Nasser during his first meeting with the Indian leader Nehru.  

Nasser during his first meeting with the Indian leader Nehru.   

Nasser during his first meeting with the Indian leader Nehru.


 On this day (February, 15) in 1955, Gamal Abdel Nasser met with the Indian leader Nehru for the first time. Nasser was thirty-seven years of age, as he was born in January, 15, 1918, while Nehru was sixty-four years of age, as he was born in November, 14, 1889, and had been elected the Prime Minister of his county since its independence in August 15, 1947. "in spite of the age difference, indeed, "each one of them was, deeply and powerfully, touched by the other," according to Hekkel. "This bond of friendship was in its quickness, deepness, and powerfulness a love at first sight, and as in most cases, the bond occurred between two perfectly different persons..Abdel Nasser was a mighty, powerful, practical man, whereas Nehru was a humble, skinny, and was a man of intellect," Hekkel adds.

"He was influenced by the Islamic though..a Hindu born in the Islamic Ahmedabad, brought up close to Islam, consistently speaking of Muslim philosophers, perfectly fascinated by Islamic history," Hekkel says, as he reflects on the character of Nehru.

"Maybe it was his sense of history that favored him with the gift of the sharp eye, for he had the sense that enabled him to be aware of the unity of the world, and of the unity of history; fleeing to history whenever faced with problems, searching for its causes among his ancestors. The Yugoslav leader Tito used tease him saying, "with Nehru, every thing starts before Christ," Hekkel points out.

"Abdel Nasser found in Nehro a man of intellect. A one who is capable of fully observing and discussing problems, through logically concluding their roots, causes, and effects, as well as, the most suitable solutions. This side, that is, the rational thinking in Nehru was what appealed to Abdel Nasser. And for Nehru, he had towards Abdel Nasser, the feeling of a father to a son; and as it is the case with most fathers, he found in his son what impressed him, but what worried him as well...he was empressed with yet concerned about Abdel Nasser's boldness ....he was proud of, covetous of his ability to work hard ...yet he was apprehensive for it in the manner of contemplative, instructive father whose son is fascinated with climbing mountains," Hekkel confirms.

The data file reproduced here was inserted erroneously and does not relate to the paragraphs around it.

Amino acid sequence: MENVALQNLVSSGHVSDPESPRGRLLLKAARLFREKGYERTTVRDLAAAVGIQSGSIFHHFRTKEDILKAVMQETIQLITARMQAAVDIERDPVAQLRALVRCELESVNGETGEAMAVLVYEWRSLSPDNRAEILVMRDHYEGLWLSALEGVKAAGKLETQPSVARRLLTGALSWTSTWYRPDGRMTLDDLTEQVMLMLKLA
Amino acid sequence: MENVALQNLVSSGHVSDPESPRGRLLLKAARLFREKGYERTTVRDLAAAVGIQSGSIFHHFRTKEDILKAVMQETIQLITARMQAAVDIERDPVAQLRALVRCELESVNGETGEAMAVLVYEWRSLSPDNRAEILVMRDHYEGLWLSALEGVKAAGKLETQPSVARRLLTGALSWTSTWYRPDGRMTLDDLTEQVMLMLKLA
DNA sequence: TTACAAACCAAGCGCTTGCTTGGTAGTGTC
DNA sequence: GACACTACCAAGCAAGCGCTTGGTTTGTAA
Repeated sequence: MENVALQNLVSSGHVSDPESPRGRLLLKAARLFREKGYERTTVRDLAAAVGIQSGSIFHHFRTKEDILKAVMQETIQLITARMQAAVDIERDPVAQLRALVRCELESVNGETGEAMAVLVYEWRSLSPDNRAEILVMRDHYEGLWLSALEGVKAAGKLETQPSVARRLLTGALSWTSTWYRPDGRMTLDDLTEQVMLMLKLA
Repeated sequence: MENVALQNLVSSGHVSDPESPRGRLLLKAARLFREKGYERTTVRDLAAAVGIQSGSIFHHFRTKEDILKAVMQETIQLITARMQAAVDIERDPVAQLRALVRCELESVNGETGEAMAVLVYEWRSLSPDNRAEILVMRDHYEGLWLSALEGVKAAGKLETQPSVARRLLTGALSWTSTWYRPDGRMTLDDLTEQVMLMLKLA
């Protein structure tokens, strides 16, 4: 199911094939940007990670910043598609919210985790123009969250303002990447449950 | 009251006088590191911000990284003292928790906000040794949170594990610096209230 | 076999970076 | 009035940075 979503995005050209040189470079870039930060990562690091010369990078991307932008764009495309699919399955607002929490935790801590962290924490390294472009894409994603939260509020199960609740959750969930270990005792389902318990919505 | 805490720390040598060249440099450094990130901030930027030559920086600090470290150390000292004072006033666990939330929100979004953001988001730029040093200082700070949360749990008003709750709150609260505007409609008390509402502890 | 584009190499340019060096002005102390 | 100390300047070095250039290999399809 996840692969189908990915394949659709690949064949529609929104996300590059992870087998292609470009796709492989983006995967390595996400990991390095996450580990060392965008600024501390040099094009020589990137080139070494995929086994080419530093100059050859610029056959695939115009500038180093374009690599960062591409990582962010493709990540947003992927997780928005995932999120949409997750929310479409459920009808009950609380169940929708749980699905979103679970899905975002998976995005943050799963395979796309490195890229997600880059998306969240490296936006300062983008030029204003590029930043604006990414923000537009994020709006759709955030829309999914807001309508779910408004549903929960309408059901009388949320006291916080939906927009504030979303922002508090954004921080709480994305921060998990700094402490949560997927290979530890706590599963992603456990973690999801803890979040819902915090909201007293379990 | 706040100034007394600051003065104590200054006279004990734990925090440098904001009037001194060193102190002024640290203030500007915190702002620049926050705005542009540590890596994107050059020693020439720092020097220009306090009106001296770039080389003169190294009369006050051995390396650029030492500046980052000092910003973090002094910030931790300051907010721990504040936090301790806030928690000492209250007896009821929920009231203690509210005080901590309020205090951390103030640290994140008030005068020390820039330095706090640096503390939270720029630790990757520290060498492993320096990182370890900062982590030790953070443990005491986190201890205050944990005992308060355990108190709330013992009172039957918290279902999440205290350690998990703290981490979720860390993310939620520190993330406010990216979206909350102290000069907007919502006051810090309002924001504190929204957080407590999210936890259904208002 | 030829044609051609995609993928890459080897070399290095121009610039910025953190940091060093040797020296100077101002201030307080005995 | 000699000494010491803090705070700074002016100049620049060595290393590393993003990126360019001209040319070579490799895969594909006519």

Their meeting came in this context. Henkel mentions that Nenru's visit took three days. "things went far too well, for Abdel Nasser decided to dedicate a whole day to converse with Nehru without formality. Thus, he arranged for both of them to spend the day on a Nile streamer, launching from Semiramis Hotel to El Qanater El Khayreya (the Benevolent Bridges), which took four hours to sail forward, as well as to return back. They spent the whole time talking except for dinner. When abdel Nasser wanted to immediately resume conversations, Nehru refused saying, "you should give us some time to take a nap", as he sat on his chair, contemplating in the banks of the river, befor he fell a sleep for five minutes, then woke up ready. Abdel Nasser had started the morning saying, "yesterday we spoke formally, but today I want you to talk to me about planning," Hekkel confirms. "He new not enough of planning, for he had no experience in planning the future of the nation, yet he thought the Indian leader had it. Thus he specifically asked Nehru, "how do we plan?", says Hekkel.

"As the stream was sailing through the Nile, passing ancient villages, they spent the morning discussing planting, for in that world the word planning was unknown". " I wish I could completely retire politics to concentrate on planning, for it is the only field that gives one an opportunity to accomplish a certain thing", Nehru told Abdel Nasser. " yet I doubt whether one is able to accomplish the things he want", Nehru continued after plunging into a fit of consistent contemplation, which was one of his characteristics," Hekkel adds.

"consistently, Nehru was giving his opinion then, contemplating what he said, rereveled it, then redenied it, for it could be he was over contemplating,"Hekkel comments.

"In the fternoon, the conversation turned to world affairs...Nehru was eager for the world's recognition of the communist China, and [said] China is like Himalaya Mountains; no one ought to say Himalaya do not exist in Asia. For on denying them, you deny a fact. Then you [secondly] are holding yourself from discovering what lays behind them...and he was extremely interested in the atom, and use to say, "it is both war and peace, whether through victory, or through increasing production", Hekkel continues.

He was not concerned by little he preferred to paint large tableaus of broad topics, as science, peace and war", Hekkel comments.

"Thier conversation took the entire day, as the young Arab revolutionist was listening with all his heart to the veteran intellectual Hindu. The conversation went on between the former, who had a clear vision of where to go and what to do, and the latter, whose way and approach were troubled with intellectual reservation....yet in that day Nehru told Abdel Nasser," the more we talk, the more I believe we share the same ideas," Hekkel confirms.